Nepal | December 06, 2019

Highs of Dashain

Rajiv Prajapati

From blessings, dakshina, togetherness to memories, there are many reasons for the teenagers to celebrate Nepal’s biggest festival

KATHMANDU: Dashain is a time of great rejoicing, celebration of family and togetherness. The deeply layered festival presents something for everyone — the rich mythical background, a sense of cultural or religious solidarity in various religious rituals, and something as simple and beautiful as having fun with family and friends. The tradition of visiting various relatives to get tika from elders is something that solidifies family bonds through the years. And for youngsters, the prospect of collecting the dakshina, a gift of money that comes with the tika, is also a tantalising prospect.


Celebrating togetherness, blessings

Eighteen-year-old Grishma Rajkarnikar from Mahalaxmisthan, Lalitpur finds herself greatly interested in the actual meanings and values of rituals that are a part of Dashain. And she feels a greater sense in these rituals to be in the sense of togetherness they foster. “I really look forward to the gathering of families and friends — it unites different people together as branches on a tree,” she shared. And participating in different Dashain rituals holds significance to her as she feels they are part of a greater heritage.

Hailing from Kathmandu, she has many relatives living in the Kathmandu Valley. “I love to take blessings from all of them during tika, especially my grandmother. The happiness from that is different from any other,” she said.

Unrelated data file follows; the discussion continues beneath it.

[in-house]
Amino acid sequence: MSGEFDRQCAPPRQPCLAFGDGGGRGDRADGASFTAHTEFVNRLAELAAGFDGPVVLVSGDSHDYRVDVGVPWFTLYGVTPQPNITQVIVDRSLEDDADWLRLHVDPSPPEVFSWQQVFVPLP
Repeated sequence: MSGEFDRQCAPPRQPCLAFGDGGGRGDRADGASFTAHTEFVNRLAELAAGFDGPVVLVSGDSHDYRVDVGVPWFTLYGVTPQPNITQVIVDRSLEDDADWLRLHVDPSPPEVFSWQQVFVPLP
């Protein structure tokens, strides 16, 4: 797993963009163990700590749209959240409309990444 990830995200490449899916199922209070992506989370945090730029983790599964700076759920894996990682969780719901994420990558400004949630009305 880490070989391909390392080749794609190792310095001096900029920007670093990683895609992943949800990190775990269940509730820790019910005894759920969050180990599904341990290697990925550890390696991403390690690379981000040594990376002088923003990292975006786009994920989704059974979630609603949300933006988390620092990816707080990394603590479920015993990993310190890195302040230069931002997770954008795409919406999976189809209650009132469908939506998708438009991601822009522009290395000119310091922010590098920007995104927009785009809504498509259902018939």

And similar is the case for Deepa Sunuwar (Rai), 16, from Kapan who looks forward to the fun environment of Dashain every year. “All family members sitting together and chatting over cold drinks, and getting into lots of mischief with my siblings is what I enjoy the most about Dashain,” she shared, “All of that combined with the taste of my mother’s cooking, especially her buff chhoila, is what defines Dashain for me.”

Taking care to remember her turn during the tika ceremonies, Deepa is also strongly affected by the kind of blessings she gets from her elders making the ceremony an exciting and empowering one. “I try to notice if my elders have given me blessings different than the ones given to my siblings. Because I feel they really make a difference somewhere in my life. I believe that the blessings I get from my elders during tika really affects my life in a positive way so that is what I look forward to,” she said.


Awkwardness and cynicism